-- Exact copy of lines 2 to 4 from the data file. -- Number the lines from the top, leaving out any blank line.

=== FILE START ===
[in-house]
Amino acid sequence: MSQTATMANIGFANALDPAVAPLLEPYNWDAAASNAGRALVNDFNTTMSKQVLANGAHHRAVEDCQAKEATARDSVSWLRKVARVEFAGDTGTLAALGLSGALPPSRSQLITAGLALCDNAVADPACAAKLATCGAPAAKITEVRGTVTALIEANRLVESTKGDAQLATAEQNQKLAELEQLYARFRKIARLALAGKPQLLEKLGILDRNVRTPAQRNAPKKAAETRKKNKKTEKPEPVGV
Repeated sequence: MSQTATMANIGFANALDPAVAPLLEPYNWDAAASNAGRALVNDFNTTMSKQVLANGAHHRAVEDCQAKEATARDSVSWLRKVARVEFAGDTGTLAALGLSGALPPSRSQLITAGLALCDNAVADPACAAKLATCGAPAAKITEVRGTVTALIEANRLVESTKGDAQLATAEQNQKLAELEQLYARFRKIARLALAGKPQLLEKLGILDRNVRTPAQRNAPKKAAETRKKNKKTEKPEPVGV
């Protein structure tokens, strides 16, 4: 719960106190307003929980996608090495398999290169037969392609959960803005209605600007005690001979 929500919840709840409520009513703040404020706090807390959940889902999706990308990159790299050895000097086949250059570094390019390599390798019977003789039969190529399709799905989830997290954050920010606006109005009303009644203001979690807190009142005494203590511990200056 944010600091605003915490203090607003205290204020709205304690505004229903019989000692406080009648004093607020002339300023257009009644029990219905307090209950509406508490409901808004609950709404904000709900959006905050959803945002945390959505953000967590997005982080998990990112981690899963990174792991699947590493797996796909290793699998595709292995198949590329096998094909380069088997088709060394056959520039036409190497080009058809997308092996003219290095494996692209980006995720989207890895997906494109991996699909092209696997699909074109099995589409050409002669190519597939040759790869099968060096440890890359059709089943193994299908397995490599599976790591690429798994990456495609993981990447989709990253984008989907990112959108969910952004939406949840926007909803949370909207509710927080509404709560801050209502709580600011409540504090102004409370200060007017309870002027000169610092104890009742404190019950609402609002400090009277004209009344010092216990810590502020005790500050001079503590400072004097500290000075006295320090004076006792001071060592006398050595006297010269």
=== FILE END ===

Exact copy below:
Amino acid sequence: MSQTATMANIGFANALDPAVAPLLEPYNWDAAASNAGRALVNDFNTTMSKQVLANGAHHRAVEDCQAKEATARDSVSWLRKVARVEFAGDTGTLAALGLSGALPPSRSQLITAGLALCDNAVADPACAAKLATCGAPAAKITEVRGTVTALIEANRLVESTKGDAQLATAEQNQKLAELEQLYARFRKIARLALAGKPQLLEKLGILDRNVRTPAQRNAPKKAAETRKKNKKTEKPEPVGV
Repeated sequence: MSQTATMANIGFANALDPAVAPLLEPYNWDAAASNAGRALVNDFNTTMSKQVLANGAHHRAVEDCQAKEATARDSVSWLRKVARVEFAGDTGTLAALGLSGALPPSRSQLITAGLALCDNAVADPACAAKLATCGAPAAKITEVRGTVTALIEANRLVESTKGDAQLATAEQNQKLAELEQLYARFRKIARLALAGKPQLLEKLGILDRNVRTPAQRNAPKKAAETRKKNKKTEKPEPVGV
């Protein structure tokens, strides 16, 4: 719960106190307003929980996608090495398999290169037969392609959960803005209605600007005690001979 929500919840709840409520009513703040404020706090807390959940889902999706990308990159790299050895000097086949250059570094390019390599390798019977003789039969190529399709799905989830997290954050920010606006109005009303009644203001979690807190009142005494203590511990200056 944010600091605003915490203090607003205290204020709205304690505004229903019989000692406080009648004093607020002339300023257009009644029990219905307090209950509406508490409901808004609950709404904000709900959006905050959803945002945390959505953000967590997005982080998990990112981690899963990174792991699947590493797996796909290793699998595709292995198949590329096998094909380069088997088709060394056959520039036409190497080009058809997308092996003219290095494996692209980006995720989207890895997906494109991996699909092209696997699909074109099995589409050409002669190519597939040759790869099968060096440890890359059709089943193994299908397995490599599976790591690429798994990456495609993981990447989709990253984008989907990112959108969910952004939406949840926007909803949370909207509710927080509404709560801050209502709580600011409540504090102004409370200060007017309870002027000169610092104890009742404190019950609402609002400090009277004209009344010092216990810590502020005790500050001079503590400072004097500290000075006295320090004076006792001071060592006398050595006297010269």